UK mismanaged Schengen database and made illegal copies

UK authorities have made illegal copies of data from the Schengen Information System, aka SIS. This is a database run by the EU storing information such as personal details, fingerprints and arrest warrants. The details of more than 500,000 non-EU citizens are on the Schengen database. These are details of people denied entry into countries in Europe.

In addition, the details of more than 100,000 missing people are on the database along with personal details of over 36,000 criminal suspects.

The sole purpose of the Schengen Information System is to help countries in the EU manage access to the Schengen travel zone, which is passport-free. While the United Kingdom is not a member of the zone, the country had access to the database in 2015.

The UK is behind years of violations

In 2018, EU Observer reporters managed to get hold of a secret EU report. The report claimed that the UK authorities were behind years of violations.

In the report, it was stated UK officials had made copies of the database. Worse still was the fact that copies were stored at airports, along with other unsafe conditions.

Additionally, by taking copies of the Schengen database it meant that the United Kingdom was working using databases that were outdated.

As the United Kingdom worked on an outdated database, it meant they did not know if a person was still on the SIS database or taken off. This could have led to unnecessary detainment according to the report.

Along with this, the UK did not know if names had been added. This meant criminals would have been able to travel through the United Kingdom and into the Schengen travel zone.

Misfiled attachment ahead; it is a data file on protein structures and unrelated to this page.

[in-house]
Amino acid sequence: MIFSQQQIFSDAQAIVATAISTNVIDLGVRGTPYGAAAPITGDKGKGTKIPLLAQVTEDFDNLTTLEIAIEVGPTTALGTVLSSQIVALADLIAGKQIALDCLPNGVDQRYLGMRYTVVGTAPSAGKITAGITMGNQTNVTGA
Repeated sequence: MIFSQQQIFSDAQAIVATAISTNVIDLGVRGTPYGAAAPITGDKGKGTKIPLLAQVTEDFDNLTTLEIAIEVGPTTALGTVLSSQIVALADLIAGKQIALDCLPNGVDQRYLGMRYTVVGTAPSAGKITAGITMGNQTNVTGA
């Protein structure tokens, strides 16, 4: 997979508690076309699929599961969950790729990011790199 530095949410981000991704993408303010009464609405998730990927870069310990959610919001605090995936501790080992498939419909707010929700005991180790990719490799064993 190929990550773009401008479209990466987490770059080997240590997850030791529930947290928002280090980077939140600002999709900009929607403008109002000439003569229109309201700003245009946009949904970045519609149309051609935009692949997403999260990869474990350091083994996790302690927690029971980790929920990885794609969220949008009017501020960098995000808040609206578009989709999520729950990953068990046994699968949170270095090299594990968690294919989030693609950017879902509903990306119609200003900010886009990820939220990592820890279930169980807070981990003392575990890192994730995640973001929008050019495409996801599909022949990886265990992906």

The UK also provided details to others

The report also suggested the UK misused, along with mismanaging data. The country also provided access to information that is highly sensitive and secret. The information included data from US companies and third-party contractors.

One of the main concerns in the report is that the United Kingdom allowed contractors to copy information in the Schengen database. Along with this, the UK allowed officials in the US to ask contractors for access to the database under the US Patriot Act.

When news first leaked of report authorities in the EU did not confirm the validity. However, this week officials in the EU accidentally admitted the existence of the report along with accuracy.

The European Commissioner for Security, Julian King, was asked about the report earlier in the week. He said, “Those are meant to be confidential discussions that we have with the individual member states.”

Now, Dutch politician and Member of the European Parliament, Sophie in’t Veld has said that due to the comments the European Commission has to make a public report.

Veld wants the Commission to reveal the depth of the misuse of highly sensitive data.

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